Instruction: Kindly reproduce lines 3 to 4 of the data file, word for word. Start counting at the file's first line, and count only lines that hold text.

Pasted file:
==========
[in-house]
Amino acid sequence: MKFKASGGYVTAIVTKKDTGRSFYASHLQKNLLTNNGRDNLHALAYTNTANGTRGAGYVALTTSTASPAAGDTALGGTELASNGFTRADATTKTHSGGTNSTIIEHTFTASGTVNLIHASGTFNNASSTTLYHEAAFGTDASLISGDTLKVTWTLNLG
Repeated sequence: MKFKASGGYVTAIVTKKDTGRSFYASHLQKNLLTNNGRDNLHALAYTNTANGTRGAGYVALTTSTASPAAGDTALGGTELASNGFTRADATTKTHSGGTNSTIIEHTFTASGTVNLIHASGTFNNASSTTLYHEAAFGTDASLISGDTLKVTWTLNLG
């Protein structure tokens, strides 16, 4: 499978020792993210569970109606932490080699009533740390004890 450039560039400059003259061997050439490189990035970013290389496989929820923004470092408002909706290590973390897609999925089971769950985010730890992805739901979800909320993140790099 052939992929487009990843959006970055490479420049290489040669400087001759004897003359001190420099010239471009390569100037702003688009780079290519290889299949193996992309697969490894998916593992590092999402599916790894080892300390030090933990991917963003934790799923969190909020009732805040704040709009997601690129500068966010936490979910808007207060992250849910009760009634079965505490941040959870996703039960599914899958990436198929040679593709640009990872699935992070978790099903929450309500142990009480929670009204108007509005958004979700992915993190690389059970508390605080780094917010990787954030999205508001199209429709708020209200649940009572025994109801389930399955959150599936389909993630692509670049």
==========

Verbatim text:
Repeated sequence: MKFKASGGYVTAIVTKKDTGRSFYASHLQKNLLTNNGRDNLHALAYTNTANGTRGAGYVALTTSTASPAAGDTALGGTELASNGFTRADATTKTHSGGTNSTIIEHTFTASGTVNLIHASGTFNNASSTTLYHEAAFGTDASLISGDTLKVTWTLNLG
């Protein structure tokens, strides 16, 4: 499978020792993210569970109606932490080699009533740390004890 450039560039400059003259061997050439490189990035970013290389496989929820923004470092408002909706290590973390897609999925089971769950985010730890992805739901979800909320993140790099 052939992929487009990843959006970055490479420049290489040669400087001759004897003359001190420099010239471009390569100037702003688009780079290519290889299949193996992309697969490894998916593992590092999402599916790894080892300390030090933990991917963003934790799923969190909020009732805040704040709009997601690129500068966010936490979910808007207060992250849910009760009634079965505490941040959870996703039960599914899958990436198929040679593709640009990872699935992070978790099903929450309500142990009480929670009204108007509005958004979700992915993190690389059970508390605080780094917010990787954030999205508001199209429709708020209200649940009572025994109801389930399955959150599936389909993630692509670049």